Georgia Chief Justice applauds state's business-friendly reputation
ATLANTA - Leah Ward Sears, the Chief Justice of the Georgia Supreme Court, said Wednesday that her court's reputation has helped the state's economy and suggested that it take another step.
"Georgia has a long tradition of being a business-friendly state. That has served our state's economy well," Sears said during her State of the Judiciary speech.
"Business-friendly states are better able to attract new businesses and retain existing ones."
Sears also said that the state's trial courts have been stretched thin and that the state needs to develop a system of business courts.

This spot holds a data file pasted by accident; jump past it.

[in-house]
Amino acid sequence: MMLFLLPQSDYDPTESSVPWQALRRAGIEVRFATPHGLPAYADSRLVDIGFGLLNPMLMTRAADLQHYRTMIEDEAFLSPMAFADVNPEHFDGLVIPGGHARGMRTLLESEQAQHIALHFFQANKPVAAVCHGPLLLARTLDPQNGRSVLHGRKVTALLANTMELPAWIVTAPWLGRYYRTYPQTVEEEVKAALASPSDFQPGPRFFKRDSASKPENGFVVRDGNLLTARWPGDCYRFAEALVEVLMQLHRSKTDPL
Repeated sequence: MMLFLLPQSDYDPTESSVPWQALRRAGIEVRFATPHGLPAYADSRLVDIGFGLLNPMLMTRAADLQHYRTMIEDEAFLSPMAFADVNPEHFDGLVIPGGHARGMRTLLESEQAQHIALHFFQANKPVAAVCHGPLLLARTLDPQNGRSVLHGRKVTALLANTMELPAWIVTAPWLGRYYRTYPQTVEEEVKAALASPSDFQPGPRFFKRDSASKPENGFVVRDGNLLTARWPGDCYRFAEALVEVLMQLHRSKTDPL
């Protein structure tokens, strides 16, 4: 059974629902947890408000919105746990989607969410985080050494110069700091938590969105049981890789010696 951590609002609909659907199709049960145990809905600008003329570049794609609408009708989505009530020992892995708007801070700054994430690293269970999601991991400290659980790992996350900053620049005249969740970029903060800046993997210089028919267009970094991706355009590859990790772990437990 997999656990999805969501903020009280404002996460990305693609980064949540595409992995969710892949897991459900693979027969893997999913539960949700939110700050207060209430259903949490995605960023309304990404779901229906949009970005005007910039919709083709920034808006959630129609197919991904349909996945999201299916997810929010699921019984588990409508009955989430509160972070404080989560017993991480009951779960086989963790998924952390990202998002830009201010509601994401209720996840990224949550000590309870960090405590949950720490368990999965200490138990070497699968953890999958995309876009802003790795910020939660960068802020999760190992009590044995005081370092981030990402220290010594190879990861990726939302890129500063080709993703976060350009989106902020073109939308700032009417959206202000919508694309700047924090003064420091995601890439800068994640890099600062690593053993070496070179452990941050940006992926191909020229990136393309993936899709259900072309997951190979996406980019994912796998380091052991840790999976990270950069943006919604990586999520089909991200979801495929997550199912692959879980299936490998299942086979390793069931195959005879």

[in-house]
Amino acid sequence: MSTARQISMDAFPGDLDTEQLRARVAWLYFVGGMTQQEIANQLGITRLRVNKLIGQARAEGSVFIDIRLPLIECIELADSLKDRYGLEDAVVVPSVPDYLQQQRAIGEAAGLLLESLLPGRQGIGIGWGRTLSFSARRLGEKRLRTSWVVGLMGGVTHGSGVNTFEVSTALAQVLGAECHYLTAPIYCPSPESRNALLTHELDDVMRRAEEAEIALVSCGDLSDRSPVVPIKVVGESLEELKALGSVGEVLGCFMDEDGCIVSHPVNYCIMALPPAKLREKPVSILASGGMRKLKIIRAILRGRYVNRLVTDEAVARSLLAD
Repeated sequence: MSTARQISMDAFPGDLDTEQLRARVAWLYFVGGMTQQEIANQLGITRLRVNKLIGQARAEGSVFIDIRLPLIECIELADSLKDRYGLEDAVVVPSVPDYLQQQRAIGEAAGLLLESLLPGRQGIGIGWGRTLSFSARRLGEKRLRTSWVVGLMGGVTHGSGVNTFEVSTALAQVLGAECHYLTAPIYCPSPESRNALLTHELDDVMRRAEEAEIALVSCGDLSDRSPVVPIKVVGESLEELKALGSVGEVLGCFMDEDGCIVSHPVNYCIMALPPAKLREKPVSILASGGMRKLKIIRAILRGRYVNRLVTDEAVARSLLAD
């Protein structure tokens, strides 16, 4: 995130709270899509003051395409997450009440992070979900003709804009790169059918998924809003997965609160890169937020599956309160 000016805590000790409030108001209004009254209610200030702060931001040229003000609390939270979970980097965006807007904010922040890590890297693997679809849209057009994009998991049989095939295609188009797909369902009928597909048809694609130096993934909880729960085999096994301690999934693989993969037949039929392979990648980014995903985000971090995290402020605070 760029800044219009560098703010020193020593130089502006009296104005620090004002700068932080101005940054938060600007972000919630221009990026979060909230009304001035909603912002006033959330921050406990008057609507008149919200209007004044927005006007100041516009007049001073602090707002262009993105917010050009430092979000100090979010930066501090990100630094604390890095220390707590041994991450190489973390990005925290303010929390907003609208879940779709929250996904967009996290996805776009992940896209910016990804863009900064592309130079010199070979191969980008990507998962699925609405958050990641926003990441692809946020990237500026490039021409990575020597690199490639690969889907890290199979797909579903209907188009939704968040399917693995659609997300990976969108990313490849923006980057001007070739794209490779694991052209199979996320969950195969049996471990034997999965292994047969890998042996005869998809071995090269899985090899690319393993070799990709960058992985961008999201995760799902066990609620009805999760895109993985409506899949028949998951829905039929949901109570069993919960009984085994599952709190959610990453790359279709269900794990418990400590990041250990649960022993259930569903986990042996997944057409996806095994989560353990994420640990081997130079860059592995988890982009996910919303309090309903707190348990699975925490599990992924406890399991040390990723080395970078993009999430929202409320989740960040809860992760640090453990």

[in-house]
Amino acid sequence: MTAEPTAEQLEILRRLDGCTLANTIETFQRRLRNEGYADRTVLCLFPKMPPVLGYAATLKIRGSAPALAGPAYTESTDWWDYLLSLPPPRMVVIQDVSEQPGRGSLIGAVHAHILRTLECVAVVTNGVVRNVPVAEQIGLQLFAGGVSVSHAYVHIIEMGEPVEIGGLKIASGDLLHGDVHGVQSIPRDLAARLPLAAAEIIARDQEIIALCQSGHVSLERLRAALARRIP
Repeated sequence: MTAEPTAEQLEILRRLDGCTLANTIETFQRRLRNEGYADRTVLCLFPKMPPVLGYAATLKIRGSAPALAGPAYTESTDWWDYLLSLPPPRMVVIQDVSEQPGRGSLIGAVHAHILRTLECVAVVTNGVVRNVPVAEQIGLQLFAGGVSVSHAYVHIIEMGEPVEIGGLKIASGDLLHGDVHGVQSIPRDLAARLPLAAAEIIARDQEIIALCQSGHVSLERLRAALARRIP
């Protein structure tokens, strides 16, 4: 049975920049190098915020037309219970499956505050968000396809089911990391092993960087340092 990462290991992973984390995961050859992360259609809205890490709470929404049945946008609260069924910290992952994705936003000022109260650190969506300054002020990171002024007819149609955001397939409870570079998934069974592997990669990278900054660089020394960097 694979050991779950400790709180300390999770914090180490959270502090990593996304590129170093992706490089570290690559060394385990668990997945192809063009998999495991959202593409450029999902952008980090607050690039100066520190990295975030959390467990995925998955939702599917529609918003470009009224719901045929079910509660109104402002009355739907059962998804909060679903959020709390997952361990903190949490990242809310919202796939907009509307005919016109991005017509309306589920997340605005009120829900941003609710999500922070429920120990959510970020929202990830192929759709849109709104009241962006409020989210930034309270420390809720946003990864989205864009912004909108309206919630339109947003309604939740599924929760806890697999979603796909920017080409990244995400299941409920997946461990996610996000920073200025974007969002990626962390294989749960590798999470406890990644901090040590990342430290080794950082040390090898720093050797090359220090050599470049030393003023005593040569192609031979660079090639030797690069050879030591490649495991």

At least 10 states already have business courts, designed to streamline the process that can sometimes be drawn out by complex business issues.
"We hope that through our Business Court Pilot Program, presently being developed in Fulton County, one day soon Georgia companies, as well as other companies that may decide to locate in here, will benefit because our state's business-friendly policies will be more widely reflected in our court system," Sears said.
Gov. Sonny Perdue said last year that in 2003 he inherited an economy with a revenue shortfall of $640 million and the state has since turned it into a $580 million surplus.
Also in the last four years, 230,000 jobs have been created for Georgians.
"Legal disputes are a fact of life in the business community," Sears said. "And when disputes arise, companies need assurance that they will be handled efficiently, expeditiously and competently."